Forced to live with those you don’t like (other cats adopted for “company”)

Same food every day

Very little exercise

Never feel the sun on your hair or the wind at your back

True rescue

Abundance of stimulation

Toys, play time, petting

Access to a window or to the outdoors

Varied food or treats

Opportunities to exercise — scratching posts, tree houses, active playtime with owner

Owner makes decisions while considering your needs

My cat bites me when I pick him up. Can you trim his claws?

Not okay. Not cute.
Not okay. Not cute.

First off, this is a SERIOUS behavior & family relationship issue.  Nowadays, pets are part of the family. They used to be employees who did a job.  They were in charge of mouse-eradication. They lived in barns, getting on the nerves of birds and rabbits, even killing a few of them every so often.

Now they’re permanent children. You know what happens when children sit around without anything to do? They get themselves into trouble. They set ants on fire and pull the ears of the family dog. We all need something to do, even your cat.

Whether cats are workers or children, biting people isn’t SUPPOSED to be part of the deal. You can say, “Cats are like that,” or “She’s a rescue cat,” or “She’s nervous”, but it doesn’t change a thing. Your cat shouldn’t be biting you. You shouldn’t be thinking that’s normal or okay. Sympathy for an animal can make us accept behavior that isn’t in the cat’s best interests.

The above is my opinion. Below are some suggestions if you agree with my opinion.  The goal is to stimulate your cat. Get your cat stimulated, then tire your cat out with exercise. Another goal is to give your cat something to bite BESIDES you.

1. Buy your cat some stuff. Toys, toys, toys. Try all different types of toys. Try a little catnip. Try all different types of scratching posts. Try different types of treats, but break the treat into pieces so it’s really a treat, not a meal. If you can’t buy too much, make toys. A shoelace or a bottle cap or a box can be a ton of fun.

2. PLAY with your cat. Those wand toys work great for playing. You have to wiggle it in a certain way, hide the feather behind furniture, then whip it out. Don’t just dangle the wand. That’s not going to be any fun for your cat. Make the wand move like it’s a tiny mouse, darting in and out of sight.

Two types of wand toys my cat enjoys:

Cat Dancer 301 Cat Charmer Interactive Cat Toy

Go Cat Cat Catcher Teaser Wand with Mouse Cat Toy
3. Touch your cat for short periods. Don’t overdo it. If your cat starts to look twitchy, let your cat go. When cats feel like they need to bite in order to be freed from a cuddle, that sets up a destructive pattern of biting as part of cuddling.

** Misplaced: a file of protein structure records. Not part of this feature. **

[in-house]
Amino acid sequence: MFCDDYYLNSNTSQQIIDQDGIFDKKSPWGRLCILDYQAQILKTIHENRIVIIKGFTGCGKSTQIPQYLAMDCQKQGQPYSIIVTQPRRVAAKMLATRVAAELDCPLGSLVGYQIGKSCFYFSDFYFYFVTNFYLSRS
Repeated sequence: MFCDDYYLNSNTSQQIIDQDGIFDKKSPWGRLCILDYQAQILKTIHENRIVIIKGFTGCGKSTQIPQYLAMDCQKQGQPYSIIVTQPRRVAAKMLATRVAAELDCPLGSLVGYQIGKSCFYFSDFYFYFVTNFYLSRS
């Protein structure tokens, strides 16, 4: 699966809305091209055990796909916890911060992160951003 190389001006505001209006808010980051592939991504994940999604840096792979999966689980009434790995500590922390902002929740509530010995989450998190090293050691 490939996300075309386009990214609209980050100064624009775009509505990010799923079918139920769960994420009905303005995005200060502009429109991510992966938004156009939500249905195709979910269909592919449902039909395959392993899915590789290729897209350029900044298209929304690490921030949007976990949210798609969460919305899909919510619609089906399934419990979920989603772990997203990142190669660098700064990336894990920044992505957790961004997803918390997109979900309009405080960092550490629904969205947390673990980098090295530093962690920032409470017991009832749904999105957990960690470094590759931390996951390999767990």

4. Keep the house peaceful. I’ve been to homes where the humans yell. They’re not angry. They’re just yellers. Even when they’re happy, they’re loud. If you have a loud home, give the cat a place to get some peace and quiet. A tree house or their own comfy bed can be a refuge. If their nerves are on edge, they’re more likely to relieve the pressure by biting.

5. Touch their paws every so often. Touch their tail. Give them a nice, short massage. Give them a nibble of a treat when you do it. Make the touching a quick, fun experience for them.

6. Stay calm and positive. Think happy thoughts. If you get all riled up, they’ll get riled up too.

7. Don’t use your fingers or toes as a toy. If you do, you’re asking to be bitten.

Aim for a bite-free home. THAT is normal and okay. THAT is how cats become permanent, loved, contented family members.

Your cat’s a biter. Will I trim the claws?

I’m a groomer, not a lion tamer. If your cat bites you, most likely they’ll bite me too. That means I need to wear protective gear and hold your cat like I mean business. Grooming a biting cat isn’t a pretty sight. There’s nothing cute about scruffing an animal while it tries to puncture an arm. If you ask me to cut your cat’s claws, and your cat has a history of biting, know that my priority is making sure I don’t get bitten. Cat bites lead to hospitalization more often than dog bites. I’ve had some people ask me to groom their cat and when the cat attacks me before I’ve even started grooming, they feel sorry for the cat. That’s just crazy. Would you feel sorry for a dog who bit you?

What I wear to trim claws. No, not really.
What I wear to trim claws. No, not really.

The type of claw trimmer I use is small, suitable for cats.

To buy the claw trimmer: Four Paws Magic Coat Cat Claw Clipper